For ordinary enemies, i.e. for those who aren’t bosses, there’s no special introduction or presentation. The exception is one enemy that attacks you later in the game. The vast majority of standard enemies are Taken, former residents of the mysterious town of Bright Falls. We’re not saying they’re poorly designed, but it wouldn’t be out of place if the developers put a little more effort into their variety. A good example of the variety of enemies is the game that also came out last year: Resident Evil 4 Remake. Even the DLC content for the game Control, which was designed on the theme of Alan Wake by Remedy, provided a somewhat more grotesque and visually exciting view compared to Alan Wake 2, as far as enemies are concerned.
The Story Told…
But even if the survival horror elements can sometimes be objected to, it’s not really that big of a problem because, actually, the action is only one part of what Alan Wake 2 has to offer. What Remedy was far more concerned with in Alan Wake 2 was storytelling. And what we can say is that the story is told very well. Not perfect, but very well, especially if you have the patience for all the things you would have to do to find out all the details.
As in the first part, the horror and evil that descend on Bright Falls are driven by an evil force that is, as it were, born of the writer’s creation, or lack thereof, warping reality into what suits the story that follows. It’s a wonderful excuse to create a metaverse, something that’s already quite present in a number of games and movies, blurring the lines between the story the game tells you, the story Alan wrote, and references to our own world and Remedy’s past games.
What’s the real backstory of Saga and the other new characters, and what was changed and connected to the real world? Did real events inspire fiction, or did fiction retroactively create real events? Are they even real people or completely fictional constructs? These are all questions that will come to mind as you play Alan Wake 2.
It’s true that all of this can feel overly cheesy and convoluted, even to unnecessary levels, but Remedy’s style of game design has a kind of infectious enthusiasm, and it’s more evident than ever here. The game is simply bursting with ideas and wants to show you every single one so that they are all mixed into a perfectly harmonious mess of ideas and concepts.
This is a game where the real-life creative director, Sam Lake, creates a face for a character named Alex Casey, who’s an FBI agent in the real world, but also an incarnation of Max Payne and a character from a book written by Alan Wake, a film based on that book, starring the real Sam Lake who appears on a talk show to talk about the role, while Alan writes and experiences the mystery of Alex Casey’s murder, which could also have happened to the real Alex Casey. Yes, this is the kind of thing we’re talking about. To make matters better, this is just a part of what awaits you in Alan Wake 2. If you like this kind of storytelling and the involvement of the metaverse in it all, then you’ll definitely enjoy this game.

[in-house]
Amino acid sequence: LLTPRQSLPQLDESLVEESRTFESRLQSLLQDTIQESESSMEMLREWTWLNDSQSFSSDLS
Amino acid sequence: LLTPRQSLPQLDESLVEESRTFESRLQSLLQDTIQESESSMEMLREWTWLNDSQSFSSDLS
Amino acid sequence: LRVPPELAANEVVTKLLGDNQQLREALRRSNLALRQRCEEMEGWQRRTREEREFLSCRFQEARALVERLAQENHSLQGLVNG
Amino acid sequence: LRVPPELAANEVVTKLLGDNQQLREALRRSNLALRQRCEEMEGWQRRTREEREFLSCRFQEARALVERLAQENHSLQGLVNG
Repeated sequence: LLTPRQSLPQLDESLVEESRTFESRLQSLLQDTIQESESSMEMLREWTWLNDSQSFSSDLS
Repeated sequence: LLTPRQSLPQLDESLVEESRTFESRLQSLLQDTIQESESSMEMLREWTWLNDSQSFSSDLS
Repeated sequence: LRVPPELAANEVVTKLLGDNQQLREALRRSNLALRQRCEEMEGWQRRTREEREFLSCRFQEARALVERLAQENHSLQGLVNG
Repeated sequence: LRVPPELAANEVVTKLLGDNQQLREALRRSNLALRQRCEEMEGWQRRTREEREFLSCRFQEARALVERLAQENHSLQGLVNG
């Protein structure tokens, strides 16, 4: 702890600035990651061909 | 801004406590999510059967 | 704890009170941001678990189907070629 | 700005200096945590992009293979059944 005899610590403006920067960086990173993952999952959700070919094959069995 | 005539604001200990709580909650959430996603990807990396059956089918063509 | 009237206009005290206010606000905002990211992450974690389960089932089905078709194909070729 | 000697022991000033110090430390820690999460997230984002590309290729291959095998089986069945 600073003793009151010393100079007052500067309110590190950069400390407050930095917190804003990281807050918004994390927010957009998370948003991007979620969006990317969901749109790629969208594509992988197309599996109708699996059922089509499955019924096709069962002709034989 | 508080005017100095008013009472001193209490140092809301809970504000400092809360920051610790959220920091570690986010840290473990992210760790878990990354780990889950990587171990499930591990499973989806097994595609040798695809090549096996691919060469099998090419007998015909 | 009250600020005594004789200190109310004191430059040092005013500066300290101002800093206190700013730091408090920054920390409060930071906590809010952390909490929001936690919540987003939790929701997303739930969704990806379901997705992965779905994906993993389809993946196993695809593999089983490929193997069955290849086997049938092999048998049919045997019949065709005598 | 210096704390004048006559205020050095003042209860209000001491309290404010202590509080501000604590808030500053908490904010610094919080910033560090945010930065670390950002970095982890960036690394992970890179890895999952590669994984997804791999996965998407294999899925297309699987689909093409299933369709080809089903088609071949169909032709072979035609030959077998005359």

Bright Falls Has Never Looked Better
Bright Falls wouldn’t be what it is if it wasn’t portrayed the way it was portrayed. And it’s portrayed in a fantastic way. Thanks to the excellent use of light and shadows, Alan Wake 2 looks great. Some will say that these effects aren’t as stunning as they were in the first part that was released in 2010, but our opinion is that the game still looks awesome. Even at lower settings, Alan Wake 2 will amaze you to such an extent that you’ll want to stop and admire the sunset for a moment more than once during the gameplay. The graphics of the characters, that is, their animation, are also done in a very good way.
The characters look very realistic, and their movements and facial expressions are so convincing that the game can almost seamlessly blend the interactions that take place in the game in real-time with the animated sequences. But none of this comes “for free”. Moreover, in order to enjoy all the benefits that the game shows, at least as far as what the PC version shows, you’ll need to have quite a bit of power in terms of components. The game is, of course, also available for the latest generation consoles, but the console version doesn’t show everything that Alan Wake 2 can boast of and that you can enjoy on the computer.
In addition to the visual treats that Alan Wake 2 certainly boasts, the game boasts many other features that could appeal to any average survival horror fan. The story is convoluted, sometimes too much, to the point where you’re not really sure what’s real now, what was real before, what’s going to happen, and what your role is in it all. Yes, to that extent the sequence, that is, the story loop of the Alan Wake 2 game can go. Is the story more complex than the story from the first sequel? It certainly is. Is that good or not so good? The answer to that question will be provided by each player for himself, of course. after completing the game.
Here again, we can draw comparisons between the game Control and Alan Wake 2. While Control inspired the idea of a shared multiverse of Remedy games, Alan Wake 2 implements that idea and greatly expands on that idea. We have the impression that Remedy learned through its past games and decided to consolidate and implement a lot of that knowledge in this game. You can also feel the Scandinavian touch in the game. Remedy is based in Finland and although this has always influenced the stories it tells, it has somehow not been felt until now. The company tried to tell the American horror story as best as possible. But with Alan Wake 2 things are different. Alan Wake 2 may still take place in Washington, but this time the game has far more touches of Finnish culture, as well as Scandinavian mythology, which makes for a nice combination of an American horror story, told in the style of Stephen King, and a display of Northern European culture’s features.
When all is said and done, and when it’s underlined, one can definitely conclude that Alan Wake 2 is probably Remedy’s boldest and best effort yet. It’s a very good survival horror game, which will amaze you and at times overwhelm you with its storytelling, but will keep you riveted to your computer or TV screens until the very end.